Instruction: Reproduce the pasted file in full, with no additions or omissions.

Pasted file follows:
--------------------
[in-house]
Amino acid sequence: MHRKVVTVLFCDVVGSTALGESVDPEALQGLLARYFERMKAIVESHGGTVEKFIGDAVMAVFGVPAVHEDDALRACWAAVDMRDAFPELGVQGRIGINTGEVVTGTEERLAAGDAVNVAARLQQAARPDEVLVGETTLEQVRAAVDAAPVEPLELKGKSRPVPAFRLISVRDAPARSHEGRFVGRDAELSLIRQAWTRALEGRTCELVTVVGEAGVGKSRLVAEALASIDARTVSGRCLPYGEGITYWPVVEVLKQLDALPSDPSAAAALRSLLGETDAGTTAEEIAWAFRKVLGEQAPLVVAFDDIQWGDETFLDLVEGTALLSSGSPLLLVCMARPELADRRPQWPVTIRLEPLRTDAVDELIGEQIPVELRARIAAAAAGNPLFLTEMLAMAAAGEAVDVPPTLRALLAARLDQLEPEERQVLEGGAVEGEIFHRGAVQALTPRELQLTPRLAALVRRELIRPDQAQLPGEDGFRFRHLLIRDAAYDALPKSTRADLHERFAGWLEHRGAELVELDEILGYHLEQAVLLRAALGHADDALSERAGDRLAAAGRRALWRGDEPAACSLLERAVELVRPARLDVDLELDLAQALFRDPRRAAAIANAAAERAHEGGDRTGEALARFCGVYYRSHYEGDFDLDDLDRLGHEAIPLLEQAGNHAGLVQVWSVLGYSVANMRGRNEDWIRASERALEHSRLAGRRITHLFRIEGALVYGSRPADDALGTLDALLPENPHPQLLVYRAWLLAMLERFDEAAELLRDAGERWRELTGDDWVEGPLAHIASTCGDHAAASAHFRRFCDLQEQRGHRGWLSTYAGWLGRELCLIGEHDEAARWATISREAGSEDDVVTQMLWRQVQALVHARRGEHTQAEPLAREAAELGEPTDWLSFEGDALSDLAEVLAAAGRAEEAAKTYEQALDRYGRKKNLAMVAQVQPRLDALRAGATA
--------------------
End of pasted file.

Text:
[in-house]
Amino acid sequence: MHRKVVTVLFCDVVGSTALGESVDPEALQGLLARYFERMKAIVESHGGTVEKFIGDAVMAVFGVPAVHEDDALRACWAAVDMRDAFPELGVQGRIGINTGEVVTGTEERLAAGDAVNVAARLQQAARPDEVLVGETTLEQVRAAVDAAPVEPLELKGKSRPVPAFRLISVRDAPARSHEGRFVGRDAELSLIRQAWTRALEGRTCELVTVVGEAGVGKSRLVAEALASIDARTVSGRCLPYGEGITYWPVVEVLKQLDALPSDPSAAAALRSLLGETDAGTTAEEIAWAFRKVLGEQAPLVVAFDDIQWGDETFLDLVEGTALLSSGSPLLLVCMARPELADRRPQWPVTIRLEPLRTDAVDELIGEQIPVELRARIAAAAAGNPLFLTEMLAMAAAGEAVDVPPTLRALLAARLDQLEPEERQVLEGGAVEGEIFHRGAVQALTPRELQLTPRLAALVRRELIRPDQAQLPGEDGFRFRHLLIRDAAYDALPKSTRADLHERFAGWLEHRGAELVELDEILGYHLEQAVLLRAALGHADDALSERAGDRLAAAGRRALWRGDEPAACSLLERAVELVRPARLDVDLELDLAQALFRDPRRAAAIANAAAERAHEGGDRTGEALARFCGVYYRSHYEGDFDLDDLDRLGHEAIPLLEQAGNHAGLVQVWSVLGYSVANMRGRNEDWIRASERALEHSRLAGRRITHLFRIEGALVYGSRPADDALGTLDALLPENPHPQLLVYRAWLLAMLERFDEAAELLRDAGERWRELTGDDWVEGPLAHIASTCGDHAAASAHFRRFCDLQEQRGHRGWLSTYAGWLGRELCLIGEHDEAARWATISREAGSEDDVVTQMLWRQVQALVHARRGEHTQAEPLAREAAELGEPTDWLSFEGDALSDLAEVLAAAGRAEEAAKTYEQALDRYGRKKNLAMVAQVQPRLDALRAGATA